Nearly a month after the Camp Fire, when smoke had cleared and schools reopened, campuses in Chico and across Butte County welcomed students from the burn zone. They arrived with the disaster still fresh; most were uncertain about how long they’d stay.
The adults—teachers and staff in the Chico Unified School District (CUSD) and independent schools—faced challenges as well. A number of these staff and students had lost homes to the fire. And, with a disaster of this scale striking a region this rural, already short on mental health professionals, educators lacked much of the trauma support they’d have gotten in a metro area.
Nonetheless, Chico schools have absorbed more displaced students than other Butte County communities and found the means to address their needs. For instance, several CUSD schools have calming rooms—spaces where students can reset emotions—and another is on the way (see “School refuge,” Healthlines, page 12.)
The challenge now, as Superintendent Kelly Staley sees it, is momentum. Families have hit a new phase in disaster recovery, she said, when fatigue and discouragement often root.
“As time goes on and that [post-disaster] reality doesn’t change, what all the experts say is people start falling apart … in months three through six,” she said. “We really are seeing—adults more than kids; I think kids are pretty resilient—people struggle.
“There are lasting impacts,” Staley added. “Some of the physical things will sort themselves out, but these emotional issues—the trauma impacts—these kids and families are going to have for years, not just months.”
Where they’ll cope represents the biggest question for schools. Both Staley and Mary Cox, executive director of CORE Butte Charter School, said this summer will mark a pivotal point for displaced families, who they anticipate will make major decisions once their kids are done with classes.
“I do worry about the future of our community, and I fear that many will have to leave the area due to lack of housing,” said Cox, who has several staff members living in RVs on other staff members’ properties. “That will absolutely affect every school and every community entity out there.”
CORE, a home-study/classroom hybrid with 900 students in kindergarten through 12th grade, lost its Paradise site. It’s accommodating another displaced charter on one of its two Chico campuses. Almost a third of CORE’s students lost homes, yet only one family has left and 30 new students enrolled.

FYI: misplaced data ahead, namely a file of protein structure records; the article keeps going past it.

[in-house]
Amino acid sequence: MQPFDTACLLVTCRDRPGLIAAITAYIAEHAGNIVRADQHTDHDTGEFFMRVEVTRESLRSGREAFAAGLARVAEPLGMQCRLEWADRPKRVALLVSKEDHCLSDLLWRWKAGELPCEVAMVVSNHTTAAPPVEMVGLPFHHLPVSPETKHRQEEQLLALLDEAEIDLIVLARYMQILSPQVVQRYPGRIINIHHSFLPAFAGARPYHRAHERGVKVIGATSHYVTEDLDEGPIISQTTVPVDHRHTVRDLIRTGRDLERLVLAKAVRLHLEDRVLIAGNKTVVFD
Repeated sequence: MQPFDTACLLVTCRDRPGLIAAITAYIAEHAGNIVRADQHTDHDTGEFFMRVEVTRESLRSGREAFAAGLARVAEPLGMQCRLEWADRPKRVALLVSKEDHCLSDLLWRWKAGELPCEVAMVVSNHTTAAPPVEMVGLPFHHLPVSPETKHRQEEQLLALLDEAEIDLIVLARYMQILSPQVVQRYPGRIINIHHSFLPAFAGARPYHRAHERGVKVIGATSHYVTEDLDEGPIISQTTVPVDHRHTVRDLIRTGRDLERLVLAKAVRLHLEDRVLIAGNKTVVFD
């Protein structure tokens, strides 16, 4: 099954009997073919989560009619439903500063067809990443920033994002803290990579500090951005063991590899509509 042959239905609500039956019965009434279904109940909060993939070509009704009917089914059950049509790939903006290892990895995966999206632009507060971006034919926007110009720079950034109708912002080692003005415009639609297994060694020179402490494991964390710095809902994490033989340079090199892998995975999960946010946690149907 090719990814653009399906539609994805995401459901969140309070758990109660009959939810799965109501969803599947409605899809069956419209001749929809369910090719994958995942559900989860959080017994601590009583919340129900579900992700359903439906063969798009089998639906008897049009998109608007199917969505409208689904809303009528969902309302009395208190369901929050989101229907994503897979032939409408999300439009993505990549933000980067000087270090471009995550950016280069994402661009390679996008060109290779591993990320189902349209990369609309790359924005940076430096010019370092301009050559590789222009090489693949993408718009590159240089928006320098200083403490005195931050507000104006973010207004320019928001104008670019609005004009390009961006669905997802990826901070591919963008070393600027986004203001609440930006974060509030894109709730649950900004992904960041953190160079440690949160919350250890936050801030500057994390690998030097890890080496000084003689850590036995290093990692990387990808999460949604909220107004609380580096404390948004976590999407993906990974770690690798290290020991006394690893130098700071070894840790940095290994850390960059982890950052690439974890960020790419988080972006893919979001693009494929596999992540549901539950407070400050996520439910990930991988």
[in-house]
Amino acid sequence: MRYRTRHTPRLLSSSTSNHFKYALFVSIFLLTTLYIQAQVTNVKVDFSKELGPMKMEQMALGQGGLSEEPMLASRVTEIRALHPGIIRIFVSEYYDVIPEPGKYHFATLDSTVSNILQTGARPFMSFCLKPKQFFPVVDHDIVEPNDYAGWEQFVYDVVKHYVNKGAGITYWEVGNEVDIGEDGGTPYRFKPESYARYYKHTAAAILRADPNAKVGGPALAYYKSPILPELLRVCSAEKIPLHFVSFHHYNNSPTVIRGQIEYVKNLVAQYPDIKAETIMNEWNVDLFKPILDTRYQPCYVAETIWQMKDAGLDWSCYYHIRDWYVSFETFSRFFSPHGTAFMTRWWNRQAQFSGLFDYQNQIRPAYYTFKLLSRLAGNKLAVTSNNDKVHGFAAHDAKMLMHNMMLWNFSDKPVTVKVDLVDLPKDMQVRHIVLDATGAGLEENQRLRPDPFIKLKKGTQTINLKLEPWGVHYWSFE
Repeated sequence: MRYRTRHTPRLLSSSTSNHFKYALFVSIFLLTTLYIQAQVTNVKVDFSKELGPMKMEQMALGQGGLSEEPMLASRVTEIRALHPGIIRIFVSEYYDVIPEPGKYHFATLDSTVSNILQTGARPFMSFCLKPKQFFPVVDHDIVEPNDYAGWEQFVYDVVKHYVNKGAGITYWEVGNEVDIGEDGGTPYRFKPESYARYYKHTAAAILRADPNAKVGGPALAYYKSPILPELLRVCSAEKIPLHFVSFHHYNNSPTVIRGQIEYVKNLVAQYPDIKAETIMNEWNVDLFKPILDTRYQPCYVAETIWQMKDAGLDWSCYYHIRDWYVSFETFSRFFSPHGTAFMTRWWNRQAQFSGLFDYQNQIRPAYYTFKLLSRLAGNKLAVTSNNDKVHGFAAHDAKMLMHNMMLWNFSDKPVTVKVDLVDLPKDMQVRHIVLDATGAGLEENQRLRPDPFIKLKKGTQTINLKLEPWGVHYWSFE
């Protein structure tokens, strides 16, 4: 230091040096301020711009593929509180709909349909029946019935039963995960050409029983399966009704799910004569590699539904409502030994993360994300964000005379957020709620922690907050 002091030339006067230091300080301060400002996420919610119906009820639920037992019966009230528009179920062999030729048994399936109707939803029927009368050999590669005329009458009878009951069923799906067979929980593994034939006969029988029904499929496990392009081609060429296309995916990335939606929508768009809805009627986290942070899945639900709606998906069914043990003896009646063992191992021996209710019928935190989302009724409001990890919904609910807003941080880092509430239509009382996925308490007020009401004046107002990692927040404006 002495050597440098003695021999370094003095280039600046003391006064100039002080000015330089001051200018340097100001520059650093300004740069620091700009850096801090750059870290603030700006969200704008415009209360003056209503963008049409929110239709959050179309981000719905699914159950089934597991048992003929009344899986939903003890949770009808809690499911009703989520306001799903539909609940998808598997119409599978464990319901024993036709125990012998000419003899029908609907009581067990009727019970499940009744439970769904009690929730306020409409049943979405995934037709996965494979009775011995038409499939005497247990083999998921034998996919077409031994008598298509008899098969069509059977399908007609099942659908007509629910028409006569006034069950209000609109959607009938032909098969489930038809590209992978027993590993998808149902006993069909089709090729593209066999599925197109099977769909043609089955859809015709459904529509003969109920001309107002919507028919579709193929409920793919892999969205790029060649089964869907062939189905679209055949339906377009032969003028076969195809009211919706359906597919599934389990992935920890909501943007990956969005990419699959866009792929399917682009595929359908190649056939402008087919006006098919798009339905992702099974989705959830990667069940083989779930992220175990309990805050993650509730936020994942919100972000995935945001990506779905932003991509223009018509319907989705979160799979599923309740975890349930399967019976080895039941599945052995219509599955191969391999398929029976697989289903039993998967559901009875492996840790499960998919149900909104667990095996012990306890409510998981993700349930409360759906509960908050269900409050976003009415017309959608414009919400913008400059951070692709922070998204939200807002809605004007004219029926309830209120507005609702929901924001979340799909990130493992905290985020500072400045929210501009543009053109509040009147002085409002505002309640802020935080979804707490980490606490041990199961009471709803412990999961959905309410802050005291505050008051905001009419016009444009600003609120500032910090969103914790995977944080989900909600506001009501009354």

At Inspire School of Arts and Sciences, a charter senior high in Chico that draws students from beyond the city, a fifth of its 425 students were displaced, though just a dozen have left. Achieve Charter School has kept its K-8 enrollment since moving to Chico but suspended operations of its new high school (see “Lesson plans,” Newslines, March 28).
CUSD, with a total enrollment of almost 12,000, took in 321 students for spring semester. The net gain was around 240 because the Chico district lost 80 students whose families were affected by the fire.
Most of CUSD’s new enrollees are kindergarteners through eighth-graders—and among the 45 high-schoolers, most had enrolled immediately for academic reasons such as advanced placement exams and college applications.
“This is a tragedy,” Staley said, “but we made sure it doesn’t impact the rest of their lives moving forward.”
Spread across district schools with openings, the additional students fit into existing classes, so CUSD didn’t need to hire teachers. Assistant Superintendent Kevin Bultema, who oversees business and finance, told the CN&R by email that the district “increased expenditures to support the increase in students” but gained about $1 million in funding.
To address the dearth of trauma experts, Staley said CUSD brought in mental health professionals “to work with our staff so they in turn have skills to work with our kids.” Cox said CORE’s staff also underwent “extensive trauma training” and bolstered counseling personnel through the county education office.
“It’s devastating,” Cox said. “I’m from Paradise, so I have [my] heart there as well—I have 11 family members who lost their homes, places of work, grocery stores, restaurants, all of that.
“Unity comes with tragedy,” she added. “This is a horrible event that of course we all wish never happened. Through this all, Butte County is here for all students, and I feel the whole school community has really come together during this time.”